Brews News #59
Brews News #59 - July 2005
Sapporo International Beer & Food Festival
June 24 - 26, 2005
By Glenn Scoggins
Hokkaido International School (HIS) in the leafy suburbs of Sapporo was the venue in late June for a beer festival organized by the foreign community and local craft breweries. The first of what is hoped to be an annual tradition, the festival was well-attended on all three days by an eclectic mix of foreign residents of the northern island, curious local Japanese, and a handful of beerophiles from further afield. The setting, a hilltop school gymnasium, was spacious and breezy despite an unseasonable heat wave, with continuous live bands and food from four continents creating a carnival atmosphere.
The festival organizer and guiding spirit was hyperenergetic impresario Phred Kaufman, celebrating the 25th anniversary of his pioneering Sapporo bar, Mugishutei. In his dual role as beer importer and board chairman of HIS, Phred persuaded a dozen local eateries and twice as many musicians (including an a capella group of Waseda University alumni, his alma mater) to participate. A thrill for the HIS students in attendance was the sight of their headmaster (and festival host), Wayne Rutherford, singing lead vocal with his oldies band, while another band simply introduced itself as Phred Zepellin.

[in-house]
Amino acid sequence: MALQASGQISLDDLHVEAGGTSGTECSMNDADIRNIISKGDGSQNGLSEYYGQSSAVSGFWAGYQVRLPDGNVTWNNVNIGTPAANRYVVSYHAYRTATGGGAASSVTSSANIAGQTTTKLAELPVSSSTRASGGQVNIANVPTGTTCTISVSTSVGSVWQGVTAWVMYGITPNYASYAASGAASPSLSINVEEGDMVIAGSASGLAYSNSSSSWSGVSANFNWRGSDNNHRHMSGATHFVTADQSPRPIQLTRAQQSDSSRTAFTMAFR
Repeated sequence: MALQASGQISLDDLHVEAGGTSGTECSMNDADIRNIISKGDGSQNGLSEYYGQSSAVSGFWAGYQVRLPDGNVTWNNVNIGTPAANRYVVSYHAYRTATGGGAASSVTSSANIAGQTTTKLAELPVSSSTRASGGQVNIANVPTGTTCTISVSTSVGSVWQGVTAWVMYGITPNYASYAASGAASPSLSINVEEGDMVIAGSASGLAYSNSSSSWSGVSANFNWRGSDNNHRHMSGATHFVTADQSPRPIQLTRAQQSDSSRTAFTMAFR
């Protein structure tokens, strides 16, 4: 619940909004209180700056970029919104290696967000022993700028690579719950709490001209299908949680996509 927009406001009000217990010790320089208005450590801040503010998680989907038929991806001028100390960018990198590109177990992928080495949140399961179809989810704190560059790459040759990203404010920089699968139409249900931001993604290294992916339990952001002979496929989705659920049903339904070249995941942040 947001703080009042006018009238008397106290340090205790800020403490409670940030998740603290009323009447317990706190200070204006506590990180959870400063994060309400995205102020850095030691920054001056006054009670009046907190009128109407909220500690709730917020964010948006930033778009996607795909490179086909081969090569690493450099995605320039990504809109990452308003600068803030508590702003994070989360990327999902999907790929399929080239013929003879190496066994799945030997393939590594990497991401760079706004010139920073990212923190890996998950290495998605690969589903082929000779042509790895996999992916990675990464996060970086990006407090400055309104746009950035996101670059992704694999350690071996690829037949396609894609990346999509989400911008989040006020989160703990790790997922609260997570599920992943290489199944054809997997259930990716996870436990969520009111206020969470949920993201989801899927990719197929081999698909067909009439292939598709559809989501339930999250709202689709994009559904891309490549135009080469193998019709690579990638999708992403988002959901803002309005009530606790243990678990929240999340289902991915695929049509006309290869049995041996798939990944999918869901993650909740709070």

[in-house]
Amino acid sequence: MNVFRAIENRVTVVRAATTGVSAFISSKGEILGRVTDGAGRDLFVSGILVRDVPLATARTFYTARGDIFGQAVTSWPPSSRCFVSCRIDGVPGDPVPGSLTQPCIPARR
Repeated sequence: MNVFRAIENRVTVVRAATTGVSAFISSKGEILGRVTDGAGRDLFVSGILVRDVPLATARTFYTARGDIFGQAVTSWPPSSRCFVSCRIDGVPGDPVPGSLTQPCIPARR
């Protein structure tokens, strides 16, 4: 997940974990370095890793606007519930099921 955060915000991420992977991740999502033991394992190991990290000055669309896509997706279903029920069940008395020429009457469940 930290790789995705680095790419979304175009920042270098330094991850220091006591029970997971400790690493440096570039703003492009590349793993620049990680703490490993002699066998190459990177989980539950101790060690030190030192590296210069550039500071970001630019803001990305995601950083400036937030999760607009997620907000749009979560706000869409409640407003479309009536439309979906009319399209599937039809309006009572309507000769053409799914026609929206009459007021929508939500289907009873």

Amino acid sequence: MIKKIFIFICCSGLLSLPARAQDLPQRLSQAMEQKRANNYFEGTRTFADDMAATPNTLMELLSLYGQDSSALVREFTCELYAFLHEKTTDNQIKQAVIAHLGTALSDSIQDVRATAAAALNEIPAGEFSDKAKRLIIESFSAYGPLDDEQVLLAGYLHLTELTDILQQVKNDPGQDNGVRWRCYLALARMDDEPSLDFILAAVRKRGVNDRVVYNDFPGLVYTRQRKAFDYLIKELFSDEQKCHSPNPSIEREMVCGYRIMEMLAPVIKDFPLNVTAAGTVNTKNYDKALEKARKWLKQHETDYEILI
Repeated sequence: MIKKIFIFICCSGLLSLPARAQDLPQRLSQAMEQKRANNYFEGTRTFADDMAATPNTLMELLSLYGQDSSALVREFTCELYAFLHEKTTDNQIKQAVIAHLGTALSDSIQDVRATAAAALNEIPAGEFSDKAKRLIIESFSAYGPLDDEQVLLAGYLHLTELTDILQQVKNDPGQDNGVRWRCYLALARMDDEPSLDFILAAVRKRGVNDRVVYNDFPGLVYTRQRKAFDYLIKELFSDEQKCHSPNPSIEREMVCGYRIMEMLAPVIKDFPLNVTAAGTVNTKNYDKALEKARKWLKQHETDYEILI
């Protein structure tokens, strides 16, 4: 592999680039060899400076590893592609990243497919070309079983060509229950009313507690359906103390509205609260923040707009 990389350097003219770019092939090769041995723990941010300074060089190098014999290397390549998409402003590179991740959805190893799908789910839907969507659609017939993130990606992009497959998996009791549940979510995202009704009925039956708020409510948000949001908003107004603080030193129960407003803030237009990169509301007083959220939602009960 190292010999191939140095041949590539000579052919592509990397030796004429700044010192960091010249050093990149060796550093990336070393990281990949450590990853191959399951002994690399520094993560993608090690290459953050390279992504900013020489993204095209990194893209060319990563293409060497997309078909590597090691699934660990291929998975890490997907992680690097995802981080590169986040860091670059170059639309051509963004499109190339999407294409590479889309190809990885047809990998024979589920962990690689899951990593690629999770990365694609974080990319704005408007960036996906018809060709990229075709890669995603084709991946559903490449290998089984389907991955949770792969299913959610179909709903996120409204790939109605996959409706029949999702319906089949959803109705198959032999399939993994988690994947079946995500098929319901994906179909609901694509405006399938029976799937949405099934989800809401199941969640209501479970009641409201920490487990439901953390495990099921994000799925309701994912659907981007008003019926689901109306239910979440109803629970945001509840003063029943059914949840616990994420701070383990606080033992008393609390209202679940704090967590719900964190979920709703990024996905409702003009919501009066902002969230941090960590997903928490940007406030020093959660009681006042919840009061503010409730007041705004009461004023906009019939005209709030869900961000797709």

The key to the festival, of course, was the beer. Phred arranged for eight American breweries to send their most distinctive flavors, augmented by premier labels from Germany (Schneider Edel-Weiss), the Czech Republic (Pilsner Urquell), and of course a variety from Belgium. Rogue Brewing of Newport, Oregon, supplied many of the most memorable tastes, including beer with pine ingredients, as well as their well-established soba (buckwheat) beer, originally pioneered by the Phred-ster himself. Particularly interesting were Fat Tire amber ale from New Belgium of Colorado, Smoked Porter from Alaskan Brewing of Juneau, the attention-getting Arrogant Bastard Ale from San Diego's Stone Brewery, and a spruce-based beer from Siletz Brewing of Western Oregon.
The foreign beers, many of them making their debut in Hokkaido, were not the only attraction for adventurous drinkers. Six brews made locally were on tap: Taisetsu Beer from Asahikawa, Kami-furano Beer, and Onuma Beer from near Hakodate, along with three contrasting tastes from the Sapporo environs: Ishikari Beer and a brew made by local Sapporo enthusiasts conveyed the raw energy of dedicated hobbyists, while Otaru Beer exuded the professionalism and high standards of braumeister Johannes Braun. (For more information about Otaru Beer, see Brews News Issue #57.)